History of the Chocolate Production and Process in Italy
Until the 16th century, cacao was unknown to Europeans. Christopher Columbus encountered the cacao bean on his fourth mission to the Americas on 1502, when he and his crew seized a large native canoe that contained cacao beans among other goods. However, the “discovery” of cacao beans by Columbus had no direct impact on Spanish court, until Spanish friars introduced chocolate. Anyhow, it is certain that Francesco Carletti, a Florentine and famous traveler, visited the cocoa plantations near Guatemala around 1591, and he immediately understood that this cocoa powder had enormous trade possibilities for Italy thanks to the new port of Livorno.
During 1585, in the “County of Modica”, (ruled by Spain) the first cold-worked chocolate was produced, using the ancient Aztec technique. It is reported that, at the beginning of 1600s, Infanta Catherine Michelle of Spain, the wife of Charles Emmanuel I, Duke of Savoy, brought chocolate to the Italian court.
The use of chocolate quickly expanded thanks to the Jesuits trade activities. In mid-600, chocolate is present in Pope’s court in Rome, who in the first place needed to investigate, as occurred with other doctrinal questions, if the consumption of chocolate may interrupt a required fast. The issue was then solved in 1662 by Cardinal Brancaccio, who determined that a cup of chocolate after mass should be considered healthy as used by ladies according to the Spanish fashion.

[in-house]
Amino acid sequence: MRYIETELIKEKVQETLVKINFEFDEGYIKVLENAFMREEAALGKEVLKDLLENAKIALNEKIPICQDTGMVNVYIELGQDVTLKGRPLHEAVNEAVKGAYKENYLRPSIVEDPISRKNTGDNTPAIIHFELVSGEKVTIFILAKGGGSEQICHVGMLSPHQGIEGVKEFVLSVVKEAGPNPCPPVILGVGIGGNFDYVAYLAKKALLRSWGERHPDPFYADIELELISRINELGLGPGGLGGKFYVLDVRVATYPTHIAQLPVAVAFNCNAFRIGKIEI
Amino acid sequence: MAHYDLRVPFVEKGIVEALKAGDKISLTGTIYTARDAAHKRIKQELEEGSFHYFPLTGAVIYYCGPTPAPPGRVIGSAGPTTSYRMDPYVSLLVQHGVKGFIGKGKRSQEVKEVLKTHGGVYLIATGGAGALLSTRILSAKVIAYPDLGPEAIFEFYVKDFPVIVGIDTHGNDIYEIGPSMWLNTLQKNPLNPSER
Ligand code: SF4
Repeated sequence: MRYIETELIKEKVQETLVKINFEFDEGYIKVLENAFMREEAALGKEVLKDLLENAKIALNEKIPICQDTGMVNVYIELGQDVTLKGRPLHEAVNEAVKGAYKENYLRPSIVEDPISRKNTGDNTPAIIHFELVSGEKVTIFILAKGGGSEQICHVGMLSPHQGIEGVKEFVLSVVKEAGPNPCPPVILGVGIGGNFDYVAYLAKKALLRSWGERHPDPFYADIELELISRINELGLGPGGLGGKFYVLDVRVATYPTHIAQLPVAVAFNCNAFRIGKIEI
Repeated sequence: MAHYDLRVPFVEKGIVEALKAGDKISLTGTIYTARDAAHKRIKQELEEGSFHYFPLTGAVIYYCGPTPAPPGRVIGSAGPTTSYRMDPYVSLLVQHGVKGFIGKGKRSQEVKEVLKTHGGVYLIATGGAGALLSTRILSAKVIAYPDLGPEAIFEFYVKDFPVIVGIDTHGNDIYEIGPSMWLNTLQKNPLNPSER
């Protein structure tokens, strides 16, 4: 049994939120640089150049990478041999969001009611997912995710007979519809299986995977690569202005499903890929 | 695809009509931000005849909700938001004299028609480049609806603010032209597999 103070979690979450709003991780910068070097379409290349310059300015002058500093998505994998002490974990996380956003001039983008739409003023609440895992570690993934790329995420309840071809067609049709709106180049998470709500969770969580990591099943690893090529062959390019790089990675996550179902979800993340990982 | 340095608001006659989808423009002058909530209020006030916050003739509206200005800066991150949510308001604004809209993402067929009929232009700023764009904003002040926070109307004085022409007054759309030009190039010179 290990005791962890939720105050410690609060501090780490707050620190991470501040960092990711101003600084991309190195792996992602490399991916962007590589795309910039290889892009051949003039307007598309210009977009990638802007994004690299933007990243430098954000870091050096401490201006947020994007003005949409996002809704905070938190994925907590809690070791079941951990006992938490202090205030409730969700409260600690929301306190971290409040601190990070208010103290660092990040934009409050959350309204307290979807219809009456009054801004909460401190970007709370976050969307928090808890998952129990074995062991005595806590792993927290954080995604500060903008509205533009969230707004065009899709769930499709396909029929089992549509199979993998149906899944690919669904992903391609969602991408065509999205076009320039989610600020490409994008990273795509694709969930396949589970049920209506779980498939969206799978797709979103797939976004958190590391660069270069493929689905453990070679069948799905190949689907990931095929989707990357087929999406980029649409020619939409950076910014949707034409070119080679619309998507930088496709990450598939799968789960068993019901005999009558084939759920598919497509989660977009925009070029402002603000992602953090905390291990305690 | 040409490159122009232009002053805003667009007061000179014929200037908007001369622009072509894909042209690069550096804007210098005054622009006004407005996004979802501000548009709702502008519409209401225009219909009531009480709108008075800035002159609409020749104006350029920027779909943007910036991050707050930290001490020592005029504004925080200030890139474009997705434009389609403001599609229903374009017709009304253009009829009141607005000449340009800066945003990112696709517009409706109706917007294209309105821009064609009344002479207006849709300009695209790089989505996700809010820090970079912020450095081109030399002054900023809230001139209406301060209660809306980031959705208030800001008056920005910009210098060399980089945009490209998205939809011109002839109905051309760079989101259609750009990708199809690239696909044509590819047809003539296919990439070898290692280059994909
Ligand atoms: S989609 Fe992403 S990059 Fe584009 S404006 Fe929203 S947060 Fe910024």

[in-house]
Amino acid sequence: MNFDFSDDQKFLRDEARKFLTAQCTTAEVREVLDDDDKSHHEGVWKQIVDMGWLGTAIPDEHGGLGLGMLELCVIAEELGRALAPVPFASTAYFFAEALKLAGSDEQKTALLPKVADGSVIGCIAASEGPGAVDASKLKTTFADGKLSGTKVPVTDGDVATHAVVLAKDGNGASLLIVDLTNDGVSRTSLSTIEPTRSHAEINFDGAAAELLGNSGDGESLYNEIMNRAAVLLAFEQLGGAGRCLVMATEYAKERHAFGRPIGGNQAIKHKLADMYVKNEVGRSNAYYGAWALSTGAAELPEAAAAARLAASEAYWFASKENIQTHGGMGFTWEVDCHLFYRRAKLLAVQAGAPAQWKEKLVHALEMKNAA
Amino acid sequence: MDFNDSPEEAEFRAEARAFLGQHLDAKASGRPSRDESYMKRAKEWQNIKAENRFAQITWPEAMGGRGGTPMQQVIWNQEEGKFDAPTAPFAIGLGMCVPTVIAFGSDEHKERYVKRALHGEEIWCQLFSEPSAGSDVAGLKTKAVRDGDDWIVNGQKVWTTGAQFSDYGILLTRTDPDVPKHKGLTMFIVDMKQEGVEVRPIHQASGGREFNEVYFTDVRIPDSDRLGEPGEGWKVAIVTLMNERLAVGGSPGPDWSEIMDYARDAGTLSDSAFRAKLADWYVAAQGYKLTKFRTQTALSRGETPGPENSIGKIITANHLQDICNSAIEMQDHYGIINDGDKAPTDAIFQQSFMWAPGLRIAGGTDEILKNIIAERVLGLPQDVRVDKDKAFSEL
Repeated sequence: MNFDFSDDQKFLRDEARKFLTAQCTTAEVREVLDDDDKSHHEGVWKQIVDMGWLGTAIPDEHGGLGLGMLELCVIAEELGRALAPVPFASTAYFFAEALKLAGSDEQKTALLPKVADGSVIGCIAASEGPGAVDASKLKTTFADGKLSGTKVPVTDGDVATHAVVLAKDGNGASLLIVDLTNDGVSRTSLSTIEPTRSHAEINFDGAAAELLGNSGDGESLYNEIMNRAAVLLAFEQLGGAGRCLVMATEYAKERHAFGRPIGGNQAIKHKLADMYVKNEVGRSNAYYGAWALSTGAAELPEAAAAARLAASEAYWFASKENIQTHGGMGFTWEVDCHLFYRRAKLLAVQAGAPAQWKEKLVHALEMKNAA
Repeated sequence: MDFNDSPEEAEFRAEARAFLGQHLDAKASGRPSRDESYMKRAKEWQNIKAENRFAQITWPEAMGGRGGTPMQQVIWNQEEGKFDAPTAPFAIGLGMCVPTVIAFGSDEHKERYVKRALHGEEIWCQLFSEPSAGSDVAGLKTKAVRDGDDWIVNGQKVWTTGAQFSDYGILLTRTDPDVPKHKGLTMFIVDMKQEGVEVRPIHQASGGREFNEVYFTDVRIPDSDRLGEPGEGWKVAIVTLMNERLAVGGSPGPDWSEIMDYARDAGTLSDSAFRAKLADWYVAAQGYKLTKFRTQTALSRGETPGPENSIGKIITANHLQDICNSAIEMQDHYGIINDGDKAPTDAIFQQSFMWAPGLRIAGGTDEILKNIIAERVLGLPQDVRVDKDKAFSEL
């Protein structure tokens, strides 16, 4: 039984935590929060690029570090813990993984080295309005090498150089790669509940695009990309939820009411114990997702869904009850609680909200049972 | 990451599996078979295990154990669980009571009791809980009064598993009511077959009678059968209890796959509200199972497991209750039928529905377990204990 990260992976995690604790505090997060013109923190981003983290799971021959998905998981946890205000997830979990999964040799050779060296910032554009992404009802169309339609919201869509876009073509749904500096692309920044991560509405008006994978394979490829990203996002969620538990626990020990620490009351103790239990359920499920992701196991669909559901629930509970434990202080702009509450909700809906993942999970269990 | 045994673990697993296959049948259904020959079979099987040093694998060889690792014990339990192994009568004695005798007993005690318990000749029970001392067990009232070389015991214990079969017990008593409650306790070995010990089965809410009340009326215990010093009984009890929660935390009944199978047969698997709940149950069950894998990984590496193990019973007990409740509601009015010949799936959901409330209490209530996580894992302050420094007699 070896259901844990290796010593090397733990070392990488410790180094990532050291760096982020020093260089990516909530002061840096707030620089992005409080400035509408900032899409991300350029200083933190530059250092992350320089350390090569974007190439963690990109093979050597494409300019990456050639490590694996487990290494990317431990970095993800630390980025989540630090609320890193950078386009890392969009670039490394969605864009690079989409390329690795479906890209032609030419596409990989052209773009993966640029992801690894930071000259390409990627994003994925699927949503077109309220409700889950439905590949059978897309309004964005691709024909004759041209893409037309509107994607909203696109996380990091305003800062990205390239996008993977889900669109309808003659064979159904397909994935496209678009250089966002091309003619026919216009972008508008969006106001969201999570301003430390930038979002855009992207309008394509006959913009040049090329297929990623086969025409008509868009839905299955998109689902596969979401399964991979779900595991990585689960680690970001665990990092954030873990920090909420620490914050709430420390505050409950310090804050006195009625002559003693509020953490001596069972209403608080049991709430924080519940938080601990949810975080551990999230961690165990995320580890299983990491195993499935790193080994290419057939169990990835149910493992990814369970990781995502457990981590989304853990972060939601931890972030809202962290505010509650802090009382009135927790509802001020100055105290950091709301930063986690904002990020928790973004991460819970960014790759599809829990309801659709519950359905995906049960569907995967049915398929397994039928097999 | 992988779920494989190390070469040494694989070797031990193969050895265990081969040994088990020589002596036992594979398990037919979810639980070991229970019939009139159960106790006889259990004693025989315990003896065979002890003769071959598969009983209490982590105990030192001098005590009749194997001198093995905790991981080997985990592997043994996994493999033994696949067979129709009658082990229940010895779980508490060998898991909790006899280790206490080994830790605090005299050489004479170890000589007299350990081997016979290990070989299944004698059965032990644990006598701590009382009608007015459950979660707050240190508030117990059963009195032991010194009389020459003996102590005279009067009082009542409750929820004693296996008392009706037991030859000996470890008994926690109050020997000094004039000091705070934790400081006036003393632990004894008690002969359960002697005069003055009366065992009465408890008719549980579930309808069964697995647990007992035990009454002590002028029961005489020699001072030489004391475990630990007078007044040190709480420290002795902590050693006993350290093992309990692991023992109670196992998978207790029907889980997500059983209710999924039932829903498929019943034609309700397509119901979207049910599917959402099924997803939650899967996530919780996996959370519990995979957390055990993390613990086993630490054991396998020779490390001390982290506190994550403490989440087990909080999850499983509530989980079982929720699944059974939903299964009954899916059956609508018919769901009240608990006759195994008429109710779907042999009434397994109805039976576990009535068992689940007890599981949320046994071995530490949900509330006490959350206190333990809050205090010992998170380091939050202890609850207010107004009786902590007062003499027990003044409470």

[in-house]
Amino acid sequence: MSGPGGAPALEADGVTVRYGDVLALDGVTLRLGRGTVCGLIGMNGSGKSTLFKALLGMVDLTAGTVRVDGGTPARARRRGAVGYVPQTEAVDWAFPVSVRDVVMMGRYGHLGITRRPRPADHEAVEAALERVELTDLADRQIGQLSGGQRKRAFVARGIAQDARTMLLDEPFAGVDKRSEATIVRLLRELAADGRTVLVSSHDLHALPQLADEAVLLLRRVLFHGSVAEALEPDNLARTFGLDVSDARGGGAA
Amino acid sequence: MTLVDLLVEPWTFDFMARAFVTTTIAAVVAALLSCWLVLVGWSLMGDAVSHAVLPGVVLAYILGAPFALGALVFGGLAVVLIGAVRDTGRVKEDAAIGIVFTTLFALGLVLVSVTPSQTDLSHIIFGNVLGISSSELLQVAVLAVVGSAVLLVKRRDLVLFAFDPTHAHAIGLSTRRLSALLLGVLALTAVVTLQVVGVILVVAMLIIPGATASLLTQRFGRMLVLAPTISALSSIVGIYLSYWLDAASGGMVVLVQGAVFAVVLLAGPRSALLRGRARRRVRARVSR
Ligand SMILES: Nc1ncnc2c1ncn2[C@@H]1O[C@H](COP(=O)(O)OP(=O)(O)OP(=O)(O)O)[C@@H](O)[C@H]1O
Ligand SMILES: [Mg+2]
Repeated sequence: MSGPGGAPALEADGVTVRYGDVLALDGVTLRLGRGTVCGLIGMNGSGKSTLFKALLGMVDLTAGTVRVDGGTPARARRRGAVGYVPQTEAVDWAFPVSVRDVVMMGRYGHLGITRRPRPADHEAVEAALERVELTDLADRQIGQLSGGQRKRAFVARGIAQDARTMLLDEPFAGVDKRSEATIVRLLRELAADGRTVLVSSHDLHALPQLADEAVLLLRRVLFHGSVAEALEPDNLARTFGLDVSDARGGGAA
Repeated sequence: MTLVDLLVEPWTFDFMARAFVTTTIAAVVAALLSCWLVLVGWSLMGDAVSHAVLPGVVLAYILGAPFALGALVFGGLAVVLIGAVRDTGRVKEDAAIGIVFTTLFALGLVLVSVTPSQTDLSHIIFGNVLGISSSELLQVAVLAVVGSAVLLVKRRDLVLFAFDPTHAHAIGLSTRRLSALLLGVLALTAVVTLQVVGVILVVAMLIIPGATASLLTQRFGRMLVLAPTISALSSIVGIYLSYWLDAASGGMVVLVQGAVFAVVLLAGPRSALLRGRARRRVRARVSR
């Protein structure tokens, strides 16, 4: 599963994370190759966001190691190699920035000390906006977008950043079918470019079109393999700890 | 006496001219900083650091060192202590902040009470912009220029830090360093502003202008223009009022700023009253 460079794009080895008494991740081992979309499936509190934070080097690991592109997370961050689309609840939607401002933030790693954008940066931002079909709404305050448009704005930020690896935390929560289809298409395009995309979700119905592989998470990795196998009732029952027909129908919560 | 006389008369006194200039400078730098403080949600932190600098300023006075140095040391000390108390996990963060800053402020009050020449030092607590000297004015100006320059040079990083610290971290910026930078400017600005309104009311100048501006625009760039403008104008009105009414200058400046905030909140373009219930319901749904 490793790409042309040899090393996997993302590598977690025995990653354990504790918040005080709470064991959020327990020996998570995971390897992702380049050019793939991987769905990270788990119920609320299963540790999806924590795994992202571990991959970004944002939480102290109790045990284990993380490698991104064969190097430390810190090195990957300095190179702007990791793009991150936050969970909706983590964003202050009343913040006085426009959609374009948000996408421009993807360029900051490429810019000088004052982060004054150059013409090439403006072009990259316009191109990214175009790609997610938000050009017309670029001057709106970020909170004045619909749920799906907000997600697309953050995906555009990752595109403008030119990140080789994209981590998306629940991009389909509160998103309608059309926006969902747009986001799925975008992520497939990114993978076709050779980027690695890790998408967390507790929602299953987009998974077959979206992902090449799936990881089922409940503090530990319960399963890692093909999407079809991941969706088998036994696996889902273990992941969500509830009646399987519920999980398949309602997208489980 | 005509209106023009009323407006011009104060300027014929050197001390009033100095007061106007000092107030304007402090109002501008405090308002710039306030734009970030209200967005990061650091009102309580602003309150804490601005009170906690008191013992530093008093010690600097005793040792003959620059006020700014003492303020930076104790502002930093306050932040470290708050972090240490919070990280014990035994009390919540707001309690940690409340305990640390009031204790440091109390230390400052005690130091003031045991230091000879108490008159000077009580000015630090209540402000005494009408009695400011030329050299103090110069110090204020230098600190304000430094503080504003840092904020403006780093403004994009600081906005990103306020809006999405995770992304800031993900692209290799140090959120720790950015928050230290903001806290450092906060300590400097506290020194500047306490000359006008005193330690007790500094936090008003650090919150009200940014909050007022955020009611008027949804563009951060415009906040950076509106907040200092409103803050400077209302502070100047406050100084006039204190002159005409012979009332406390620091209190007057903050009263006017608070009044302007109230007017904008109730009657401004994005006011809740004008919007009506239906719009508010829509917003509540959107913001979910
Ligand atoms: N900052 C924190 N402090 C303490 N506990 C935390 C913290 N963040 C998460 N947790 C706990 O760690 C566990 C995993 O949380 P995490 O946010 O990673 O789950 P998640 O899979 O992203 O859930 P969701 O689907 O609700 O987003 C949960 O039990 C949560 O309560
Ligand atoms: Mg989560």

The very first chocolate house, serving hot chocolate, opened in Turin, on 1678, upon a Royal House of Savoy permission.
In the mid seventeenth century, the physician Francesco Redi prepared a chocolate recipe with jasmine flowers, which remained secret, despite been very much appreciated by the Medici’s.
At the beginning of the 1800s in Turin, Bozelli began experimenting with a machine that was able to solidify chocolate by mixing cocoa, vanilla, water and sugar. The city of the Savoy monarchy, became the hub in which techniques for preparing chocolate were refined and then exported to the rest of Europe.
It was after the mid-nineteenth century that the first Italian factories of chocolate were implanted, the still famous Caffarel, Majani, Pernigotti, Venchi and Talmone. The growing spread of chocolate in the last century was due by the industrial production at large scale thanks to Perugina, Novi, Peyrano, Streglio, Unique and Ferrero.
Starting from Florence moving to Venice at the beginning, and then spreading in Turin, chocolate began to be produced and exported across Europe.